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5 – 7 September
University of Exeter, Falmouth, Cornwall, UK and online

Each year we welcome distinguished entomologists from around the world to give a plenary lecture.
Below you can find out more about the plenary speakers at Ento23.
Join the discussion on social media using #Ento23

Plenary speakers

Jacobus ‘Jaap’ De Roode, Emory University, USA

Jaap de Roode obtained an MSc degree in population biology from the Wageningen University in the Netherlands and a PhD in evolutionary biology from the University of Edinburgh in Scotland. He started his lab at Emory University in 2008, where most of his research focuses on the ecology and evolution of host-parasite interactions. He uses monarch butterflies and honey bees as model systems. He is currently investigating how secondary chemicals in plants drive monarch gut microbiomes and resistance to parasites, and is also studying the relationships between infectious disease and monarch butterfly migration.

– Director, Infectious Disease Across Scales Training Program (IDASTP)
– Co-Director, From Molecules and Pathogens to Populations and Pandemics (MP3)
– Member, Board of Directors, Rosalynn Carter Butterfly Trail

Elli Leadbeater, Royal Holloway University of London

Elli Leadbeater’s research interests centre around the evolution of social behaviour and cognition. Her insights into pollinator behaviour have direct relevance to the challenge of ensuring pollination success in both natural populations and in agriculture.

Elli’s early research showed that bumblebees are capable of observational learning in a foraging context and that their stimulus choice is determined by what they learn from co-specifics. She then extended her analyses to copying and robbing behaviour, and later, focused on how selection shapes animal brains to promote social learning and on the role of cooperation between unrelated nest-mates for colony success.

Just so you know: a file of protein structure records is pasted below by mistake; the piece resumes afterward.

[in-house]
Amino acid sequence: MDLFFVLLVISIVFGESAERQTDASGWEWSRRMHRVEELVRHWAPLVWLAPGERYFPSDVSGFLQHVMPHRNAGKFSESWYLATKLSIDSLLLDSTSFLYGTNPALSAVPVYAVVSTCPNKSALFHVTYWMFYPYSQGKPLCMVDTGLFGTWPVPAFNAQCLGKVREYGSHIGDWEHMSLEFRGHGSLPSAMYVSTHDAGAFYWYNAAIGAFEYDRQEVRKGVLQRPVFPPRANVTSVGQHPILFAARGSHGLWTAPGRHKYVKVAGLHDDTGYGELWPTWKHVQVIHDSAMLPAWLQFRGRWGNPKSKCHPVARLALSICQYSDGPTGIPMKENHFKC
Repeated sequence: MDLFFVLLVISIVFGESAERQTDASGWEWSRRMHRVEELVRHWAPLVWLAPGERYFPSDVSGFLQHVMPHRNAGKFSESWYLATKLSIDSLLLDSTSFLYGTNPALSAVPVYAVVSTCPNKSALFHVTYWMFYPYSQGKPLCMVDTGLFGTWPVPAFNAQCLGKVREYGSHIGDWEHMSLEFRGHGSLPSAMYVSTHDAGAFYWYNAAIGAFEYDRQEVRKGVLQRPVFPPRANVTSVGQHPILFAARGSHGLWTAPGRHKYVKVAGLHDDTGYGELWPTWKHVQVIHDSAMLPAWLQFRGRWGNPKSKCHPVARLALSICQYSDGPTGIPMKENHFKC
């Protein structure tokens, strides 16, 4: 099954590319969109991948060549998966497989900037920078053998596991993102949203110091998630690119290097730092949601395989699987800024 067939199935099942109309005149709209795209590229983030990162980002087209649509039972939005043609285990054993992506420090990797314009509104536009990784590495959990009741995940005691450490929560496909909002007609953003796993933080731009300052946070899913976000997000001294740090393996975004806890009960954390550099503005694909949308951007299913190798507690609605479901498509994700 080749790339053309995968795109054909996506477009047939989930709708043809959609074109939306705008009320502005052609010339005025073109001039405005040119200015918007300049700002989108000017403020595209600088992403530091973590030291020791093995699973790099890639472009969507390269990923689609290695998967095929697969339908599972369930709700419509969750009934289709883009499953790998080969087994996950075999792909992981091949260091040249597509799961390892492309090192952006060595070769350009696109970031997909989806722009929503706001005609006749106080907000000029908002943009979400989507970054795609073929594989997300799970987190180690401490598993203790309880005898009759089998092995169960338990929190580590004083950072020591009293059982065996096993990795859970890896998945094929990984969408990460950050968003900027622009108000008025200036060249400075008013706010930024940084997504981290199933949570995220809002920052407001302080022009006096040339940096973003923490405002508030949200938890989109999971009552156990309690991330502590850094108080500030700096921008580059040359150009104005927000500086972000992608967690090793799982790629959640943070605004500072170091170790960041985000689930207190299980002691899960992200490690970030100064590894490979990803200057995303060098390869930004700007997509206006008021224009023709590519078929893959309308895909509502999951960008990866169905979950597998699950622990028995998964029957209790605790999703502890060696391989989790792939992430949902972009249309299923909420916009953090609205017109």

Her more recent work has addressed the question of how urban environments affect pollinator activities and survival, and how pesticides and other forms of environmental stress affect pollinators.

Vanessa Kellermann, La Trobe University, Australia

Vanessa’s research uses Drosophila and native bees to understand the role of climate and biotic interactions in shaping insect distributions.
She is interested in the relative contributions of genetic adaptation and phenotypic plasticity to the evolution of thermal and drought tolerance.

She uses quantitative genetic approaches, experimental evolution and species-level macro-ecological studies to answer these questions.

After receiving her doctorate from The University of Melbourne, Vanessa then moved to the laboratory of Volker Loeschcke at Aarhus University Denmark, where she spent two years as a postdoctorate. Returning to Australia, she started her laboratory group in 2020 and will start a new position at La Trobe University later this year.

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Registration is now open for Ento23. This includes options to join in person and online.

If you are joining us in Cornwall, please note we are offering an accommodation package and conference dinner. Be sure to add these to your booking when you register.

For all event enquiries, please email:

See also